Christmas shopping at church
“We got the ministry leaders together and traveled to Dallas to learn how to run the program. It has grown year after year.”
The participants earn points by participating in community service andempowerment programs. These points will later be turned into dollarsand families will be able to shop at the Christmas Store using theircredit.
Joe is the community minister at Highland Church of Christ. They havebeen in ministry together for 25 years, and the Christmas Store is justone of 15 ministries he oversees.”We desire to expand their vision beyond welfare,” he said “Instead of handing them a toy, we give them their dignity and allow them to work for it.”
This ministry is not open to the general public. Instead, there are organizations and ministries that partner with the Christmas Store, and the people within the organizations are allowed to participate if they choose. The organizations that are participating in the program this year are Freedom Fellowship, FaithWorks of Abilene, Highland Boys and Girls club, FROGS and refugee families.
Becky points out that there are many ways for a person to earn points.
“They can help with an event or service project at Highland, or they can help serve dinner on Wednesday evenings at Freedom Fellowship Church. They will receive points for enrolling in college courses, attending church or any other act of community service.”
Even children can earn points if they want to buy a sibling or a parent a Christmas gift. They earn points by getting good grades and for attending school. The average child will earn between 30-60 points, and the average adult will earn between 100-150 points.
“Last year, each point was worth one dollar. This year each point will most likely be worth fifty cents,” Becky said.
One of the benefits of the store is that it allows parents to experience the joy of giving to their children without having to receive a handout. The prices of the items are generally the same price as the price at a store like Wal-Mart.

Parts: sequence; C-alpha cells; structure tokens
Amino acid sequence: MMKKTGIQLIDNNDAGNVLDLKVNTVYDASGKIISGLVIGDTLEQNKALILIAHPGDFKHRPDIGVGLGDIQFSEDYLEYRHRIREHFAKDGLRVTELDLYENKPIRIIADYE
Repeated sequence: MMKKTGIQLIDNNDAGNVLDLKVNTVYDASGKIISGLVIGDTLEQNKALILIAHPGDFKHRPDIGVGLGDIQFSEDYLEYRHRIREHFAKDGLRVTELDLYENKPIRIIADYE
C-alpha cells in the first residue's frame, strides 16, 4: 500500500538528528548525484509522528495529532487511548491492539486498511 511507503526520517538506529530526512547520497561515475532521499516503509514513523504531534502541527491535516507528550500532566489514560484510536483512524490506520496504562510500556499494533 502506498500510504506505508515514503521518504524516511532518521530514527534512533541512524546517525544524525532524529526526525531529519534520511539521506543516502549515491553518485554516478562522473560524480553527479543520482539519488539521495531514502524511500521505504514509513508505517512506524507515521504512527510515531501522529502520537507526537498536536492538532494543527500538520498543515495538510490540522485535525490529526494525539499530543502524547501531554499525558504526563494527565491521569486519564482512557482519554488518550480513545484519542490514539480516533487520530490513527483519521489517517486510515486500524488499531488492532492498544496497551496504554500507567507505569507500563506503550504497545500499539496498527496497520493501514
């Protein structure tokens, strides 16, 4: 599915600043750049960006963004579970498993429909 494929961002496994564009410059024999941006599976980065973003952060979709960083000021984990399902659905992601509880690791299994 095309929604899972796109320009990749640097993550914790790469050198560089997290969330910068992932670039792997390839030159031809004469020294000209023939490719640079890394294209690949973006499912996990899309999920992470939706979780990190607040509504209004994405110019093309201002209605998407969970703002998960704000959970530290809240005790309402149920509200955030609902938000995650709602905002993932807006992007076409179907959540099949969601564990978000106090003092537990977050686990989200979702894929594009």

Becky said, “The favorite item to shop for is a bike.” She begins shopping in September for the Christmas Store. She usually does her shopping at Target and Wal-Mart.
“My job is to start collecting gifts,” she said. “We have a donation toy drive at Highland, and organizations from ACU have donated toys as well.” The store is open by Dec. 1, and each participant is given a gift certificate equal to the number of points earned. There is a free gift wrapping service provided by volunteers.
Marla Purlee has participated in the Christmas Store all three years and said she has been greatly blessed by the ministry.
“To me, it’s not a handout, it’s a hand up,” she said. “I am not asking for a gift; I am earning it.”
Purlee has heart disease and is unable to work. She is not yet receiving disability, so she does not currently have any income coming in.
“If it wasn’t for the Christmas store, my grandchildren wouldn’t have any presents under the tree from Grandma,” she said.
Purlee receives points by helping serve the Wednesday night meal at Freedom Fellowship, serves at the monthly Saturday night service and attends Bible study on Wednesdays.
“I am a Christian, so I enjoy going to the Bible study and helping out with the services,” she said.
Purlee expresses gratitude for the job Becky and Joe are doing with the ministry and is also thankful she does not have to fight the holiday crowds.
“They have very nice gifts, and I don’t feel like I’m begging for gifts for my grandchildren because I am earning them.”
Every year, the community is given the opportunity to contribute to the Christmas Store. In October, families can donate new toys, clothes, cash donations, gift certificates, gift wrapping supplies and adult gifts.
(Story used with the author’s permission)